This one is huge and also really hard for me. I am pretty sure I am addicted to my phone. Our kids see us on our phones far too much. I don’t want my kids to be on their media very much, so I also have to not be on mine very much. Lead by example right? Easier said than done.
These hacks have worked pretty well for me so far:
Setting timers in my phone settings for social media. Meaning after I hit my 30 minutes that I have allotted myself, my phone will block all social media apps. When I open them I will have the option of adding 5 more minutes, closing the app or turning off the reminder all together.
This feature is a good way to keep you in check. These apps were made to ensure you spend the most amount of time on them as possible. And we all know how easy it is to mindless scroll and find that 20 minutes has passed.
Looking at weekly insights on phone usages. Your phone can track and tell you what your weekly and daily screen time is. And honestly, if we end up with 2 hours of screen time a day, think of what else you could have done with all that time!
Put my phone away. I leave my phone in the other room as much as possible. Yes, I have an Apple Watch so I can see texts come through and get phone calls so I don’t have to worry that I am missing anything important. But it helps keep it out of my hands and keep me more present.
#3 Create a schedule
For business and for life, schedules can be really helpful. I try to create a weekly schedule where I batch tasks. For example I know every Thursday I record content for my business and every Friday I make a list of what I accomplished this week and what my to do’s and goals are for the upcoming week. This also helps me know what Monday looks like for me.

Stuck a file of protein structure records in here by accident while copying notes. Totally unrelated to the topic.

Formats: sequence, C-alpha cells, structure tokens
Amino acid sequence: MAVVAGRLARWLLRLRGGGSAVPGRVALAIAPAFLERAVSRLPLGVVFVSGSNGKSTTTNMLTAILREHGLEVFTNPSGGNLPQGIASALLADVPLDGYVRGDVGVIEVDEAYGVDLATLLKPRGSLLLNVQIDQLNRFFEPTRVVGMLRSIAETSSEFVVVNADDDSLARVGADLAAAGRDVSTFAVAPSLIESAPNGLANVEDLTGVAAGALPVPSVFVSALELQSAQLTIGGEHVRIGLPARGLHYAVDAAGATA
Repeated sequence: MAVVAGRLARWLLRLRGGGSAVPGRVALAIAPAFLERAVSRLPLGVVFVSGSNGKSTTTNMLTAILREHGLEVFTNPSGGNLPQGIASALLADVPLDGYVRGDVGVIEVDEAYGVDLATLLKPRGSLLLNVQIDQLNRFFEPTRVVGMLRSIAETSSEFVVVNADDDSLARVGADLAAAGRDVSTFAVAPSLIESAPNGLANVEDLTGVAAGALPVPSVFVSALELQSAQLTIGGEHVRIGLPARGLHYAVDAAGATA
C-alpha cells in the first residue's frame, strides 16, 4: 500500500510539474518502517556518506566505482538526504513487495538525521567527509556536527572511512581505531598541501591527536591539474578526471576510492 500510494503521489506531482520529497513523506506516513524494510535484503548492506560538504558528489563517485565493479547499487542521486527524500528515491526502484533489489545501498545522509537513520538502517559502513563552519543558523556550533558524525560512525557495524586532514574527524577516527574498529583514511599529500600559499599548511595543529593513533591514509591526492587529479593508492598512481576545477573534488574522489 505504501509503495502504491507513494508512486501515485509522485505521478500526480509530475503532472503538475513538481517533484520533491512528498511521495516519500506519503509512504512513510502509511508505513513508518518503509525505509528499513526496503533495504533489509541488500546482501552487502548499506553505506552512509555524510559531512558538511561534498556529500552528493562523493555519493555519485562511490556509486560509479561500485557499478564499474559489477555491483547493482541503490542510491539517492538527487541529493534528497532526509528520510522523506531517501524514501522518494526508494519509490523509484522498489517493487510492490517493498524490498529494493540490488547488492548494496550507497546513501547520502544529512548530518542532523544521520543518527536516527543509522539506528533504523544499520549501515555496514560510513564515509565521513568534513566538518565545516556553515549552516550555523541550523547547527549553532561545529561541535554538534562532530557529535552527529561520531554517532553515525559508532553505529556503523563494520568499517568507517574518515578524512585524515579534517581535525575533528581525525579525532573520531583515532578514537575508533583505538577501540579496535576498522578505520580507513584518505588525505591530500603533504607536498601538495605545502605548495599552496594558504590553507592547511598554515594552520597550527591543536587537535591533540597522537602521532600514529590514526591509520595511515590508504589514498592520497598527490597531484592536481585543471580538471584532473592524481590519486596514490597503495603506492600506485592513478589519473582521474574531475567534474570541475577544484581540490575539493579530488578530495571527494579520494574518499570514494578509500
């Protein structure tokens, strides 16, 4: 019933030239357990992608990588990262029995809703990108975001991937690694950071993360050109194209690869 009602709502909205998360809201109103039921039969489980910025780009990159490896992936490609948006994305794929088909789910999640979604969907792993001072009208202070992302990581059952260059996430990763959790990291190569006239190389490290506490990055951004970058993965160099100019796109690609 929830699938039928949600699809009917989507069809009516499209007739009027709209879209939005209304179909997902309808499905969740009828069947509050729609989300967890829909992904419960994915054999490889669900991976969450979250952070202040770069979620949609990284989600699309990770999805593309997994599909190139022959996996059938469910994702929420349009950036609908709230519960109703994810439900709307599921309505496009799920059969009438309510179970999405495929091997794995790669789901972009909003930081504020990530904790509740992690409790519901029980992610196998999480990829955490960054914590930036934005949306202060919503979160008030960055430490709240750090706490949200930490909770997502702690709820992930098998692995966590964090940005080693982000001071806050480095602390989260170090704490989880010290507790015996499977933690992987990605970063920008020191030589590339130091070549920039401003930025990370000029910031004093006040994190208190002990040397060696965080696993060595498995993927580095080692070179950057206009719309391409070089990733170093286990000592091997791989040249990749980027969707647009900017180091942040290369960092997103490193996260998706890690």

So by the time it is time for me to be with my kids I have cleared some space in my brain and am not worried that I missed something at work, or that I still have emails to respond to. Therefore, I can be more present.
What does being more present look like?
I heard a story from a client and she said her daughter was telling her a story and while her daughter was talking, she was multitasking and doing some work stuff on her phone. When her daughter was done speaking she looked up from her phone and smiled at her daughter, she had actually been smiling the whole time. Her daughter looked at her distraught and said,
“Mom, why are you smiling? That was not a happy story.”
My client felt terrible when she realized she was not even listening. By multitasking, she was not doing anything well (and just a side note, studies show that multitasking is actually counterproductive and we literally do not do anything well when we multitask). She then made huge efforts to stop multitasking and improve her skills at being more present.
Being present is truly listening, and being in this moment.
It connects you on a deeper level to your kids, your family, and yourself. Being present increases your quality of life. It will make you, and those close to you, happier. What mama does not want that?
I hope that you begin your practice toward living more in this present moment, the only moments we really have.